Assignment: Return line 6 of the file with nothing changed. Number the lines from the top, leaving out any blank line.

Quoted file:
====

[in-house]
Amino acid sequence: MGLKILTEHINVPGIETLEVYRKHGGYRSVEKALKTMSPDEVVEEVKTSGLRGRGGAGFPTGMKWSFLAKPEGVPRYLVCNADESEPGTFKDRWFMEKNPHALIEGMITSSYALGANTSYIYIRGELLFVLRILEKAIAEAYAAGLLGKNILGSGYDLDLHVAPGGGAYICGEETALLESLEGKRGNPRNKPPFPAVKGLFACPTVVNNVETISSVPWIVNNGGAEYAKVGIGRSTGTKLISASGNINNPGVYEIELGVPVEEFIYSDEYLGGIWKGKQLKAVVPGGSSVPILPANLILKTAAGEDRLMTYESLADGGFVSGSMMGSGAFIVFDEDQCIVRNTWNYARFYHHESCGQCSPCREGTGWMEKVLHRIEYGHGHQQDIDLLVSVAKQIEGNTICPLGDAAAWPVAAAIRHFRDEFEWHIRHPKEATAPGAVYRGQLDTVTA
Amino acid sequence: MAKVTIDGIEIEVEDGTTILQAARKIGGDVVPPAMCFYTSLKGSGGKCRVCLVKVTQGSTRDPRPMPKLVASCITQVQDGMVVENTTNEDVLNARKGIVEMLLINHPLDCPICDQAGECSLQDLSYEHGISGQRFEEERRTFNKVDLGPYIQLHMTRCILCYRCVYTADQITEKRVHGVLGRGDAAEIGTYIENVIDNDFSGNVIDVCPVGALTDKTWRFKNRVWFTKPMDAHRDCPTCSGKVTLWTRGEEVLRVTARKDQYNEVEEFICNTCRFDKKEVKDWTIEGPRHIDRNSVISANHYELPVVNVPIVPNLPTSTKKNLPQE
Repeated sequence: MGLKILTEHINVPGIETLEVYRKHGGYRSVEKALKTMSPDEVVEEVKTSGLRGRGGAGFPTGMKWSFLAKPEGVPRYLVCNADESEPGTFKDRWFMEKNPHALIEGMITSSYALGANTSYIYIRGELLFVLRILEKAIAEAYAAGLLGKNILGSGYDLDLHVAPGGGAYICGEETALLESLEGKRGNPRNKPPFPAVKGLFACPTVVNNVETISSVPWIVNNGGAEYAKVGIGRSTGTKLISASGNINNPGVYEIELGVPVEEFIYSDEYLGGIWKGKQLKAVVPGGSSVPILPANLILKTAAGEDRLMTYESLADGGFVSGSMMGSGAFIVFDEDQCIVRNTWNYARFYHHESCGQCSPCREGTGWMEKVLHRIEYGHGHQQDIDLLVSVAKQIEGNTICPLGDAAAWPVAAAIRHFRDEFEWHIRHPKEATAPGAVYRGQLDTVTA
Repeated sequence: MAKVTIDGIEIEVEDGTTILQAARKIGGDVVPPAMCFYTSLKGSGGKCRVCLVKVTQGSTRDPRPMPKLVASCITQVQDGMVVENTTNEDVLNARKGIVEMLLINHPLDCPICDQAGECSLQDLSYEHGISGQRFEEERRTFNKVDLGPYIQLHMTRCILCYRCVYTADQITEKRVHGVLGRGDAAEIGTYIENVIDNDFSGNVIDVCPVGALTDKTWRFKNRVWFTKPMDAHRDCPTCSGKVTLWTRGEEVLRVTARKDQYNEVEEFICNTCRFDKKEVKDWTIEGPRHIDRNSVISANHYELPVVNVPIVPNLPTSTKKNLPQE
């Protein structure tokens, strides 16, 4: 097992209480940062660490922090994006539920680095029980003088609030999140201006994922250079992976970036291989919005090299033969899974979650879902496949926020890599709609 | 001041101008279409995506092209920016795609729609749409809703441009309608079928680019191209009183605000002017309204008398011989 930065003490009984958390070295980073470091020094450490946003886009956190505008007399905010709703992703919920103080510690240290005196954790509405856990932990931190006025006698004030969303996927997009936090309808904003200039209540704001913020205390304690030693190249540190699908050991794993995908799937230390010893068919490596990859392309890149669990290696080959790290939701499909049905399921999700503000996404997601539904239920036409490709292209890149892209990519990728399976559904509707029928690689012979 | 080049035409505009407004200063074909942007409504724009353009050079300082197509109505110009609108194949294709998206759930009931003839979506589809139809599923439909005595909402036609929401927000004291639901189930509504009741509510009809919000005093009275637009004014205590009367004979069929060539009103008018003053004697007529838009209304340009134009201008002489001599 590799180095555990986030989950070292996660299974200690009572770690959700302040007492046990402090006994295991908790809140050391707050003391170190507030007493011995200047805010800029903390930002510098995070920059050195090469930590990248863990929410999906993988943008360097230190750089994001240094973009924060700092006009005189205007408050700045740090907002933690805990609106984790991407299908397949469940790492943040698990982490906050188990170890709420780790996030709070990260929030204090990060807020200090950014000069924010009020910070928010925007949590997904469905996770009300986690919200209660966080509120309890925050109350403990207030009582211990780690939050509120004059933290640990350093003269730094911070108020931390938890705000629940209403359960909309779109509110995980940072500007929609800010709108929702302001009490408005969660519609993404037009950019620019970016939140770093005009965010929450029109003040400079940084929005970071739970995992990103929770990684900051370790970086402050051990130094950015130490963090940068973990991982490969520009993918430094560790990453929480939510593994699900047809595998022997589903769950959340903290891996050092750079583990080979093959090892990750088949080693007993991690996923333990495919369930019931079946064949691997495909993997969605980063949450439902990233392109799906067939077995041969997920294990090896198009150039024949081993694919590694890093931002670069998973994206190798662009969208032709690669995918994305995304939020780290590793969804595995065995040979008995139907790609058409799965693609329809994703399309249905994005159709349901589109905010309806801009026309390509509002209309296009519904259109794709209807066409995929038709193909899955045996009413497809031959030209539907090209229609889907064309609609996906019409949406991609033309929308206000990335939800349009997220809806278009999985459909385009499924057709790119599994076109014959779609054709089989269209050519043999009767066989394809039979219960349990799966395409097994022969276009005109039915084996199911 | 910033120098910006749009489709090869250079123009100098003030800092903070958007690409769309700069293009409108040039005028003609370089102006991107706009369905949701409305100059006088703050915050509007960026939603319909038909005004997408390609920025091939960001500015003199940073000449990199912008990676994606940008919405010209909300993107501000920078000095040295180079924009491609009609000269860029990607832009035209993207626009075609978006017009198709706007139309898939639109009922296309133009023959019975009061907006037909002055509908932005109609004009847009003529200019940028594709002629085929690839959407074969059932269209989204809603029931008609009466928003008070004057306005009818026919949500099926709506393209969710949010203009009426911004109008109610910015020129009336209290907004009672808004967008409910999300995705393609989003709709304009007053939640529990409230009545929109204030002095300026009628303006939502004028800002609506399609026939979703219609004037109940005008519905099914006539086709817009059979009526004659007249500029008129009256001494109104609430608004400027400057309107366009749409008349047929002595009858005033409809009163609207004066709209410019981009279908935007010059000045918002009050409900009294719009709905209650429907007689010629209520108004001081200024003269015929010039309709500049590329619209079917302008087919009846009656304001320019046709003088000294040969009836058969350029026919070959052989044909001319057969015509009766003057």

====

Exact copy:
């Protein structure tokens, strides 16, 4: 097992209480940062660490922090994006539920680095029980003088609030999140201006994922250079992976970036291989919005090299033969899974979650879902496949926020890599709609 | 001041101008279409995506092209920016795609729609749409809703441009309608079928680019191209009183605000002017309204008398011989 930065003490009984958390070295980073470091020094450490946003886009956190505008007399905010709703992703919920103080510690240290005196954790509405856990932990931190006025006698004030969303996927997009936090309808904003200039209540704001913020205390304690030693190249540190699908050991794993995908799937230390010893068919490596990859392309890149669990290696080959790290939701499909049905399921999700503000996404997601539904239920036409490709292209890149892209990519990728399976559904509707029928690689012979 | 080049035409505009407004200063074909942007409504724009353009050079300082197509109505110009609108194949294709998206759930009931003839979506589809139809599923439909005595909402036609929401927000004291639901189930509504009741509510009809919000005093009275637009004014205590009367004979069929060539009103008018003053004697007529838009209304340009134009201008002489001599 590799180095555990986030989950070292996660299974200690009572770690959700302040007492046990402090006994295991908790809140050391707050003391170190507030007493011995200047805010800029903390930002510098995070920059050195090469930590990248863990929410999906993988943008360097230190750089994001240094973009924060700092006009005189205007408050700045740090907002933690805990609106984790991407299908397949469940790492943040698990982490906050188990170890709420780790996030709070990260929030204090990060807020200090950014000069924010009020910070928010925007949590997904469905996770009300986690919200209660966080509120309890925050109350403990207030009582211990780690939050509120004059933290640990350093003269730094911070108020931390938890705000629940209403359960909309779109509110995980940072500007929609800010709108929702302001009490408005969660519609993404037009950019620019970016939140770093005009965010929450029109003040400079940084929005970071739970995992990103929770990684900051370790970086402050051990130094950015130490963090940068973990991982490969520009993918430094560790990453929480939510593994699900047809595998022997589903769950959340903290891996050092750079583990080979093959090892990750088949080693007993991690996923333990495919369930019931079946064949691997495909993997969605980063949450439902990233392109799906067939077995041969997920294990090896198009150039024949081993694919590694890093931002670069998973994206190798662009969208032709690669995918994305995304939020780290590793969804595995065995040979008995139907790609058409799965693609329809994703399309249905994005159709349901589109905010309806801009026309390509509002209309296009519904259109794709209807066409995929038709193909899955045996009413497809031959030209539907090209229609889907064309609609996906019409949406991609033309929308206000990335939800349009997220809806278009999985459909385009499924057709790119599994076109014959779609054709089989269209050519043999009767066989394809039979219960349990799966395409097994022969276009005109039915084996199911 | 910033120098910006749009489709090869250079123009100098003030800092903070958007690409769309700069293009409108040039005028003609370089102006991107706009369905949701409305100059006088703050915050509007960026939603319909038909005004997408390609920025091939960001500015003199940073000449990199912008990676994606940008919405010209909300993107501000920078000095040295180079924009491609009609000269860029990607832009035209993207626009075609978006017009198709706007139309898939639109009922296309133009023959019975009061907006037909002055509908932005109609004009847009003529200019940028594709002629085929690839959407074969059932269209989204809603029931008609009466928003008070004057306005009818026919949500099926709506393209969710949010203009009426911004109008109610910015020129009336209290907004009672808004967008409910999300995705393609989003709709304009007053939640529990409230009545929109204030002095300026009628303006939502004028800002609506399609026939979703219609004037109940005008519905099914006539086709817009059979009526004659007249500029008129009256001494109104609430608004400027400057309107366009749409008349047929002595009858005033409809009163609207004066709209410019981009279908935007010059000045918002009050409900009294719009709905209650429907007689010629209520108004001081200024003269015929010039309709500049590329619209079917302008087919009846009656304001320019046709003088000294040969009836058969350029026919070959052989044909001319057969015509009766003057």